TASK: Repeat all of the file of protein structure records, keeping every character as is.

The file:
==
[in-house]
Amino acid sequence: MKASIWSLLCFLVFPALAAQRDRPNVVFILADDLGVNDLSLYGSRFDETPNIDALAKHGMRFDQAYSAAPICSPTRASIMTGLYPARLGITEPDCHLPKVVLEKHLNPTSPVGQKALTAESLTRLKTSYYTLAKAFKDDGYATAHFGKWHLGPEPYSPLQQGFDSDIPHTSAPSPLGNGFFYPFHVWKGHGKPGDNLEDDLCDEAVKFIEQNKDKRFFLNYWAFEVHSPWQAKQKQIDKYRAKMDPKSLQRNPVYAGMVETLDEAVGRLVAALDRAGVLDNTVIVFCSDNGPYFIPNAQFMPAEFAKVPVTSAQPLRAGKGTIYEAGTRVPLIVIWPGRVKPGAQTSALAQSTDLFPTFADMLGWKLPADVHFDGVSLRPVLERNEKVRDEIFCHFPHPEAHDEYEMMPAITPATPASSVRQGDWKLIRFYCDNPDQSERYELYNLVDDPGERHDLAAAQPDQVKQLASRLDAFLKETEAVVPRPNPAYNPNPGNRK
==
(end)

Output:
[in-house]
Amino acid sequence: MKASIWSLLCFLVFPALAAQRDRPNVVFILADDLGVNDLSLYGSRFDETPNIDALAKHGMRFDQAYSAAPICSPTRASIMTGLYPARLGITEPDCHLPKVVLEKHLNPTSPVGQKALTAESLTRLKTSYYTLAKAFKDDGYATAHFGKWHLGPEPYSPLQQGFDSDIPHTSAPSPLGNGFFYPFHVWKGHGKPGDNLEDDLCDEAVKFIEQNKDKRFFLNYWAFEVHSPWQAKQKQIDKYRAKMDPKSLQRNPVYAGMVETLDEAVGRLVAALDRAGVLDNTVIVFCSDNGPYFIPNAQFMPAEFAKVPVTSAQPLRAGKGTIYEAGTRVPLIVIWPGRVKPGAQTSALAQSTDLFPTFADMLGWKLPADVHFDGVSLRPVLERNEKVRDEIFCHFPHPEAHDEYEMMPAITPATPASSVRQGDWKLIRFYCDNPDQSERYELYNLVDDPGERHDLAAAQPDQVKQLASRLDAFLKETEAVVPRPNPAYNPNPGNRK